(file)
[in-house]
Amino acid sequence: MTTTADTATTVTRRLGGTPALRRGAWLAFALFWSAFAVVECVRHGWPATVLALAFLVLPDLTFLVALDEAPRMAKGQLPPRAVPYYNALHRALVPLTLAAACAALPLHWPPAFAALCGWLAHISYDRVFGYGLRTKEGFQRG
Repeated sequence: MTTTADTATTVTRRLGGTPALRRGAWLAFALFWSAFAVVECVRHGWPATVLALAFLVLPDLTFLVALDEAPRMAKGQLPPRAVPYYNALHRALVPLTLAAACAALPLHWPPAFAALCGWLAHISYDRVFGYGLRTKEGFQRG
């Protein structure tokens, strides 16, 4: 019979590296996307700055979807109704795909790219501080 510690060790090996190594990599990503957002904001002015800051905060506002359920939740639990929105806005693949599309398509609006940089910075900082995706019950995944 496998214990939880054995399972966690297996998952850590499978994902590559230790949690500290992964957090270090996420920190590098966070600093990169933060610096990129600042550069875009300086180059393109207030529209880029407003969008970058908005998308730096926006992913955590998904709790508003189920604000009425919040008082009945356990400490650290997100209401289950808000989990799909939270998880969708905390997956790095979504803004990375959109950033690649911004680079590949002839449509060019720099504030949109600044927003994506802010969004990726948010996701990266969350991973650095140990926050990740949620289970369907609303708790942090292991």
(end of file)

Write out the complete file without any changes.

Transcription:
[in-house]
Amino acid sequence: MTTTADTATTVTRRLGGTPALRRGAWLAFALFWSAFAVVECVRHGWPATVLALAFLVLPDLTFLVALDEAPRMAKGQLPPRAVPYYNALHRALVPLTLAAACAALPLHWPPAFAALCGWLAHISYDRVFGYGLRTKEGFQRG
Repeated sequence: MTTTADTATTVTRRLGGTPALRRGAWLAFALFWSAFAVVECVRHGWPATVLALAFLVLPDLTFLVALDEAPRMAKGQLPPRAVPYYNALHRALVPLTLAAACAALPLHWPPAFAALCGWLAHISYDRVFGYGLRTKEGFQRG
């Protein structure tokens, strides 16, 4: 019979590296996307700055979807109704795909790219501080 510690060790090996190594990599990503957002904001002015800051905060506002359920939740639990929105806005693949599309398509609006940089910075900082995706019950995944 496998214990939880054995399972966690297996998952850590499978994902590559230790949690500290992964957090270090996420920190590098966070600093990169933060610096990129600042550069875009300086180059393109207030529209880029407003969008970058908005998308730096926006992913955590998904709790508003189920604000009425919040008082009945356990400490650290997100209401289950808000989990799909939270998880969708905390997956790095979504803004990375959109950033690649911004680079590949002839449509060019720099504030949109600044927003994506802010969004990726948010996701990266969350991973650095140990926050990740949620289970369907609303708790942090292991």